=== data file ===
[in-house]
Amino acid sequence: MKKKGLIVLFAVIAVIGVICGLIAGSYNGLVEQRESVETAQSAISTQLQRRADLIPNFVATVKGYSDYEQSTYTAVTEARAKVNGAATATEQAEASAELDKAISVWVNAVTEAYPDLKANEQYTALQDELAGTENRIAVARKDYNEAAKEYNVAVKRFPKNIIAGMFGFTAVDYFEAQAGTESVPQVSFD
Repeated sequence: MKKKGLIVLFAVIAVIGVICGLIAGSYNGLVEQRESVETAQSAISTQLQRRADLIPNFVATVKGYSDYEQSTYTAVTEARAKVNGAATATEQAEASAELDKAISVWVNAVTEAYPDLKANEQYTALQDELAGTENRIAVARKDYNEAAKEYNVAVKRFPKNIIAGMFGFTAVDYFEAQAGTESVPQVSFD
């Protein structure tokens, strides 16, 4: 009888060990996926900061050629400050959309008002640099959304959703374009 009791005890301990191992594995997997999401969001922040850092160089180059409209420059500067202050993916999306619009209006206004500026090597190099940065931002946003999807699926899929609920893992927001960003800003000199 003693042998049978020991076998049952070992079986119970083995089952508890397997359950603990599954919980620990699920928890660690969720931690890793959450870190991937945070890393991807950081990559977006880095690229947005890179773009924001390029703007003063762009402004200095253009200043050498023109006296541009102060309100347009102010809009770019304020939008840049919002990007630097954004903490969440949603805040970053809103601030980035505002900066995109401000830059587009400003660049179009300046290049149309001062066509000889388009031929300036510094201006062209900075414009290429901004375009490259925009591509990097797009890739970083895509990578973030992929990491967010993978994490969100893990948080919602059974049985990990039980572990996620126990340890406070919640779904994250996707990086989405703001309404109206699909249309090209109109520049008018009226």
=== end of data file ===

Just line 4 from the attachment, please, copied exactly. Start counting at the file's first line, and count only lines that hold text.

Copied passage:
């Protein structure tokens, strides 16, 4: 009888060990996926900061050629400050959309008002640099959304959703374009 009791005890301990191992594995997997999401969001922040850092160089180059409209420059500067202050993916999306619009209006206004500026090597190099940065931002946003999807699926899929609920893992927001960003800003000199 003693042998049978020991076998049952070992079986119970083995089952508890397997359950603990599954919980620990699920928890660690969720931690890793959450870190991937945070890393991807950081990559977006880095690229947005890179773009924001390029703007003063762009402004200095253009200043050498023109006296541009102060309100347009102010809009770019304020939008840049919002990007630097954004903490969440949603805040970053809103601030980035505002900066995109401000830059587009400003660049179009300046290049149309001062066509000889388009031929300036510094201006062209900075414009290429901004375009490259925009591509990097797009890739970083895509990578973030992929990491967010993978994490969100893990948080919602059974049985990990039980572990996620126990340890406070919640779904994250996707990086989405703001309404109206699909249309090209109109520049008018009226």